What is gaslighting?
Gaslighting is a tactic whereby a person makes your doubt your sanity by causing you to question everything.
You may not realise immediately if someone is gaslighting you because by its nature, it is a slow method of undermining your confidence. The end goal of the gaslighter is to make you question yourself so much that you are totally dependent on them.
Justine remembered how she once bought a bag of coal into the shed and then it suddenly was not there. Her partner denied that she had ever brought it in. “Why would he lie?” she thought.
This pattern continued over the next years: she would be sure she heard something or had done something, and her partner would refute there being any sound or adamantly claim that she had not done what she thought she had. She began to fear that she was losing her mind and certainly felt that she was forgetful and ditsy and was grateful for the reliable lover who she thought could be trusted to set her straight.
Gaslighting can happen without you realising
Gaslighting can sometimes be extremely subtle. A partner can make you doubt your friendships by pointing out their flaws or make your see your friends in a less favourable light.
Nisha recalled that her ex-husband would gently question whether or not her friends were actually that kind by pointing out every flaw and evening inventing things that had never gone one. After Nisha and her ex-husband had been on a couples night out with some friend, she recalled him saying:
“Did you have a disagreement with your friends? I overheard them whispering about how they didn’t want to invite you out tonight. I wasn’t sure whether or not to tell you?…….I just want what is best for you….”.
Slowly Nisha became increasingly isolated as she began to withdraw from friendships, and as she believed that no-one liked her, she became more and more dependent on her husband.
Where does the word “gaslighting” come from?
The term ‘gaslighting’ comes from a 1938 play by Patrick Hamilton in which a woman is made by her husband to believe that she is imagining things such as the flickering lights. It was then more famously an Oscar-winning film called ‘Gaslight’ which wonderfully portrays the eroding of the victim’s confidence in her own reality and sanity.
It is not a formal term from psychiatry and it has now begun to be used more widely. For example, some people use it to describe a partner lying about a specific thing such as having an affair. In this context the cheating partner might accuse their partner of being paranoid or jealous. Some people say that this is a form of gaslighting as the liar is undermining their partner’s correct instincts.
In my opinion, the crucial difference perhaps is that the philandering partner is not trying to destroy their partner’s sense of reality but instead trying to get away with their affair. Either way, the victim will feel self-doubt but if someone has questioned you in all areas of your life, you are more likely to come out worse.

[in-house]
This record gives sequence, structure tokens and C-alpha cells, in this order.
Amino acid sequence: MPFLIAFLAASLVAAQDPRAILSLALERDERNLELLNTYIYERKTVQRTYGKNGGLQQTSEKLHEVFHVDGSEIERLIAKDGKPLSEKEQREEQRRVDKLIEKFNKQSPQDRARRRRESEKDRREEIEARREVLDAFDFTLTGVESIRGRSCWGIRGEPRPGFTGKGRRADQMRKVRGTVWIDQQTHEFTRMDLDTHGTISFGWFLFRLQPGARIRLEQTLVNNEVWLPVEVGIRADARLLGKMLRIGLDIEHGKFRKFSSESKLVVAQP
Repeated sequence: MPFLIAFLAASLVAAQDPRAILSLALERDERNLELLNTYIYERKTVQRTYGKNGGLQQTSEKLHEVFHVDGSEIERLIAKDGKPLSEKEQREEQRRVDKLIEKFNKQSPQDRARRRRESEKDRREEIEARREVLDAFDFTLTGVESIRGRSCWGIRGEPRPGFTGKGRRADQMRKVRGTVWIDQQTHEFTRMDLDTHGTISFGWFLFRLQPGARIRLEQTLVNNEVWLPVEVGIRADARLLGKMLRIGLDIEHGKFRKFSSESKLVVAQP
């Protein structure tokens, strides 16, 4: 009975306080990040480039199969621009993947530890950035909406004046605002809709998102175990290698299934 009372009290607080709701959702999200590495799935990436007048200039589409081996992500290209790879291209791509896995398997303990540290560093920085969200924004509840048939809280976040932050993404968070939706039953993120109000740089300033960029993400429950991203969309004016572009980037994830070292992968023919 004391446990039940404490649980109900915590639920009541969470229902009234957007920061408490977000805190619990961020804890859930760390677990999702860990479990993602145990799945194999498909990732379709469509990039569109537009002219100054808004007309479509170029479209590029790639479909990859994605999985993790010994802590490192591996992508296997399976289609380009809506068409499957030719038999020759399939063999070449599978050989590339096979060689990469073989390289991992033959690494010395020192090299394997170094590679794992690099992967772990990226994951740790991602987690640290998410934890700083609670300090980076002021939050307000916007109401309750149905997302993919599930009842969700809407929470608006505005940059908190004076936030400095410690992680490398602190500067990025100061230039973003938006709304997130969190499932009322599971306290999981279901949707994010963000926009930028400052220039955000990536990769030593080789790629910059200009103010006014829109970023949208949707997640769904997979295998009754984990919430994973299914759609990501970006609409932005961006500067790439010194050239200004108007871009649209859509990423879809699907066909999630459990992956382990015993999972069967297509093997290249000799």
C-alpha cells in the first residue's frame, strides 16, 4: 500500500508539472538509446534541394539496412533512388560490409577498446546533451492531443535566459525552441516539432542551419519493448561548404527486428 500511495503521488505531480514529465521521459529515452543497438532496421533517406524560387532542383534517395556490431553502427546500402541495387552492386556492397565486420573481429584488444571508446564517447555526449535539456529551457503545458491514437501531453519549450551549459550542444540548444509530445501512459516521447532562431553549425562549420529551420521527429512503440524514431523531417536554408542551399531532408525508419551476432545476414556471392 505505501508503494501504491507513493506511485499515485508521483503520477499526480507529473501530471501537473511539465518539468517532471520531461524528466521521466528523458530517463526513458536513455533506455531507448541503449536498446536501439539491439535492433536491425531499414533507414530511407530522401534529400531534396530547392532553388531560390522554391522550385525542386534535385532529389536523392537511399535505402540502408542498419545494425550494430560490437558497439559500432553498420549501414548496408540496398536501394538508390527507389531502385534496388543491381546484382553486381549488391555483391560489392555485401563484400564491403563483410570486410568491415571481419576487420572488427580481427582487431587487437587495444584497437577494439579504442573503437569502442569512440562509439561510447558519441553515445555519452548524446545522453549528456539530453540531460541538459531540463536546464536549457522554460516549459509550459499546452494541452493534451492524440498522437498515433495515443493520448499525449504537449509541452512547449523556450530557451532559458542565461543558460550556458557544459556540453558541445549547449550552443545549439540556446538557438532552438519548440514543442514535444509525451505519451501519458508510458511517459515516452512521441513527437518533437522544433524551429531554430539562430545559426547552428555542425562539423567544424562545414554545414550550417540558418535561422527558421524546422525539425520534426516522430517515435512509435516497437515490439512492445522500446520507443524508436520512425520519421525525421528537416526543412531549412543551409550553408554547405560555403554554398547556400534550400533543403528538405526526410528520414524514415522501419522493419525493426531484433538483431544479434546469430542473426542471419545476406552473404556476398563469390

Can men be the victims of gaslighting?
Most of the examples of gaslighting which you will read about show the women being manipulated. It can, however, also happen to men in exactly the same way. There is some emerging evidence of cases of women that women who gaslight men by saying that the sex they had was not consensual, which make the men doubt their entire integrity and ability to read these intimate situations. Once again, the victim finds themselves grateful for having such a tolerant and forgiving partner.
It is hard to know the proportion of men who are victims of gaslighting as it is often under-recognised and under-reported like much of the domestic violence towards men.
The three stages of gaslighting
There are three stages to the process of gaslighting: idealisation, devaluation and discard.
- In the idealisation stage the victim is whisked off their feet as the gaslighter projects an image of themselves as ideal partner they have been searching for.
- The devaluation stage: the victim goes from being adored to being incapable of doing anything right. They put up with this as they want to return to the bliss of the idealisation phase and they cannot imagine someone who had been so kind can turn.
- The discard stage is the final chapter where the victim is dropped – this often happens simultaneously with the idealisation, or grooming, of the next victim.
8 Common Signs that you are being gaslighted and what to do about it.
1. You begin to doubt yourself
If the other person denies your reality frequently, you will inevitably begin to doubt yourself. Initially, you might doubt your memory as your partner denies you having said something or denies saying or doing something. In extreme cases the doubt can extend to what you hear or see.